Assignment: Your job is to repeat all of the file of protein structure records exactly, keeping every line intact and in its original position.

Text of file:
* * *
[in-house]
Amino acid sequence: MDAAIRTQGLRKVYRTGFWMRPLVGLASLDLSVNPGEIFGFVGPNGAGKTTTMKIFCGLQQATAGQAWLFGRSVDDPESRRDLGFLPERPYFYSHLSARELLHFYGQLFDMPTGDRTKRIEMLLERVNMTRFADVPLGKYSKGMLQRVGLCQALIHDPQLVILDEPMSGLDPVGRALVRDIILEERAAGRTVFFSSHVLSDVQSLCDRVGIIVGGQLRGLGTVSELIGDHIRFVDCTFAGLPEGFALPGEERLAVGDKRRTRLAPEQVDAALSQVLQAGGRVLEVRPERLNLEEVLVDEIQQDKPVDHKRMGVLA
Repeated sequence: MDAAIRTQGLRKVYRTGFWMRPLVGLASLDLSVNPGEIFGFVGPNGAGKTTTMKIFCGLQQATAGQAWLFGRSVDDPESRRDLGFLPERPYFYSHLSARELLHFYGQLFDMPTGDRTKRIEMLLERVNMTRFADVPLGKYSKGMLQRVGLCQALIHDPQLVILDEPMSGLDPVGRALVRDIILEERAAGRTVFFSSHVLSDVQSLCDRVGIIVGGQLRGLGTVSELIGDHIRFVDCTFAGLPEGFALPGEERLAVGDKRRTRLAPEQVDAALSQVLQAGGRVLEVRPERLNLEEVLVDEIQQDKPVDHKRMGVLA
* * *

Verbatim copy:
[in-house]
Amino acid sequence: MDAAIRTQGLRKVYRTGFWMRPLVGLASLDLSVNPGEIFGFVGPNGAGKTTTMKIFCGLQQATAGQAWLFGRSVDDPESRRDLGFLPERPYFYSHLSARELLHFYGQLFDMPTGDRTKRIEMLLERVNMTRFADVPLGKYSKGMLQRVGLCQALIHDPQLVILDEPMSGLDPVGRALVRDIILEERAAGRTVFFSSHVLSDVQSLCDRVGIIVGGQLRGLGTVSELIGDHIRFVDCTFAGLPEGFALPGEERLAVGDKRRTRLAPEQVDAALSQVLQAGGRVLEVRPERLNLEEVLVDEIQQDKPVDHKRMGVLA
Repeated sequence: MDAAIRTQGLRKVYRTGFWMRPLVGLASLDLSVNPGEIFGFVGPNGAGKTTTMKIFCGLQQATAGQAWLFGRSVDDPESRRDLGFLPERPYFYSHLSARELLHFYGQLFDMPTGDRTKRIEMLLERVNMTRFADVPLGKYSKGMLQRVGLCQALIHDPQLVILDEPMSGLDPVGRALVRDIILEERAAGRTVFFSSHVLSDVQSLCDRVGIIVGGQLRGLGTVSELIGDHIRFVDCTFAGLPEGFALPGEERLAVGDKRRTRLAPEQVDAALSQVLQAGGRVLEVRPERLNLEEVLVDEIQQDKPVDHKRMGVLA